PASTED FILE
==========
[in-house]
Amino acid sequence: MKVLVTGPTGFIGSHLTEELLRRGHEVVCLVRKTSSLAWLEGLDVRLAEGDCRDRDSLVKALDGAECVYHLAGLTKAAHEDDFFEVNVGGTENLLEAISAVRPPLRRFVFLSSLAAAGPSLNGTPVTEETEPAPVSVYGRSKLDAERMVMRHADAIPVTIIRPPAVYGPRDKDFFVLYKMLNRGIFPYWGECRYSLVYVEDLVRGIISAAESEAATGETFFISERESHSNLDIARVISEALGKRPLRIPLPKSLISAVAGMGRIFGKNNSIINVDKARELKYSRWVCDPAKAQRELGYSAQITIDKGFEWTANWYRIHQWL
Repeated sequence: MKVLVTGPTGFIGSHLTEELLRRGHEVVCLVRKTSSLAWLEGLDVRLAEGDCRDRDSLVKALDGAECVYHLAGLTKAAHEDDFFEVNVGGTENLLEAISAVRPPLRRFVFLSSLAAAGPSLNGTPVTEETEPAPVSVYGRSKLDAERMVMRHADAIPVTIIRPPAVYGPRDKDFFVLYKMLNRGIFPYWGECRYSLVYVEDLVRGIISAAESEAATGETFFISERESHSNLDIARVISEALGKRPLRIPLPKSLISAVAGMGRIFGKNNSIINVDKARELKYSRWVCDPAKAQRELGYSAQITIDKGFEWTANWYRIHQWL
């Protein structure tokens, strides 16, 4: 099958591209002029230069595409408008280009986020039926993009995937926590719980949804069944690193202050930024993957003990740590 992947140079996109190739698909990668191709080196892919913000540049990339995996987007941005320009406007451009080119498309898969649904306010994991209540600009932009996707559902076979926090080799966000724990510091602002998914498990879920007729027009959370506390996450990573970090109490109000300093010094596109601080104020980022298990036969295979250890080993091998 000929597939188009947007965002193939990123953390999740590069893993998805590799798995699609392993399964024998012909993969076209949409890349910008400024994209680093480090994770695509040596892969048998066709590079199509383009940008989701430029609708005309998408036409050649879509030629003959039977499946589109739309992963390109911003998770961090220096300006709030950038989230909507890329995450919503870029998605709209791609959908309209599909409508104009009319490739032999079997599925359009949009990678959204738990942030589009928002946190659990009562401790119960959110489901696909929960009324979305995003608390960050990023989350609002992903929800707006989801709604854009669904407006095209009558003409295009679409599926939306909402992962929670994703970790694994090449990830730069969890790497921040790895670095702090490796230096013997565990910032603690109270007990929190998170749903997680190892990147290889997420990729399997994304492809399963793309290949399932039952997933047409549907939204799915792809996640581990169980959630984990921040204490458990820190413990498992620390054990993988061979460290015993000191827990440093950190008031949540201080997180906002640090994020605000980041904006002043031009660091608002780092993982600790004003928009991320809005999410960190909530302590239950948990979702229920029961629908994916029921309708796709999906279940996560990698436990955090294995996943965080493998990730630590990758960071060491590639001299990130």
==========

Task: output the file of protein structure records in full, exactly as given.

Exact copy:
[in-house]
Amino acid sequence: MKVLVTGPTGFIGSHLTEELLRRGHEVVCLVRKTSSLAWLEGLDVRLAEGDCRDRDSLVKALDGAECVYHLAGLTKAAHEDDFFEVNVGGTENLLEAISAVRPPLRRFVFLSSLAAAGPSLNGTPVTEETEPAPVSVYGRSKLDAERMVMRHADAIPVTIIRPPAVYGPRDKDFFVLYKMLNRGIFPYWGECRYSLVYVEDLVRGIISAAESEAATGETFFISERESHSNLDIARVISEALGKRPLRIPLPKSLISAVAGMGRIFGKNNSIINVDKARELKYSRWVCDPAKAQRELGYSAQITIDKGFEWTANWYRIHQWL
Repeated sequence: MKVLVTGPTGFIGSHLTEELLRRGHEVVCLVRKTSSLAWLEGLDVRLAEGDCRDRDSLVKALDGAECVYHLAGLTKAAHEDDFFEVNVGGTENLLEAISAVRPPLRRFVFLSSLAAAGPSLNGTPVTEETEPAPVSVYGRSKLDAERMVMRHADAIPVTIIRPPAVYGPRDKDFFVLYKMLNRGIFPYWGECRYSLVYVEDLVRGIISAAESEAATGETFFISERESHSNLDIARVISEALGKRPLRIPLPKSLISAVAGMGRIFGKNNSIINVDKARELKYSRWVCDPAKAQRELGYSAQITIDKGFEWTANWYRIHQWL
């Protein structure tokens, strides 16, 4: 099958591209002029230069595409408008280009986020039926993009995937926590719980949804069944690193202050930024993957003990740590 992947140079996109190739698909990668191709080196892919913000540049990339995996987007941005320009406007451009080119498309898969649904306010994991209540600009932009996707559902076979926090080799966000724990510091602002998914498990879920007729027009959370506390996450990573970090109490109000300093010094596109601080104020980022298990036969295979250890080993091998 000929597939188009947007965002193939990123953390999740590069893993998805590799798995699609392993399964024998012909993969076209949409890349910008400024994209680093480090994770695509040596892969048998066709590079199509383009940008989701430029609708005309998408036409050649879509030629003959039977499946589109739309992963390109911003998770961090220096300006709030950038989230909507890329995450919503870029998605709209791609959908309209599909409508104009009319490739032999079997599925359009949009990678959204738990942030589009928002946190659990009562401790119960959110489901696909929960009324979305995003608390960050990023989350609002992903929800707006989801709604854009669904407006095209009558003409295009679409599926939306909402992962929670994703970790694994090449990830730069969890790497921040790895670095702090490796230096013997565990910032603690109270007990929190998170749903997680190892990147290889997420990729399997994304492809399963793309290949399932039952997933047409549907939204799915792809996640581990169980959630984990921040204490458990820190413990498992620390054990993988061979460290015993000191827990440093950190008031949540201080997180906002640090994020605000980041904006002043031009660091608002780092993982600790004003928009991320809005999410960190909530302590239950948990979702229920029961629908994916029921309708796709999906279940996560990698436990955090294995996943965080493998990730630590990758960071060491590639001299990130």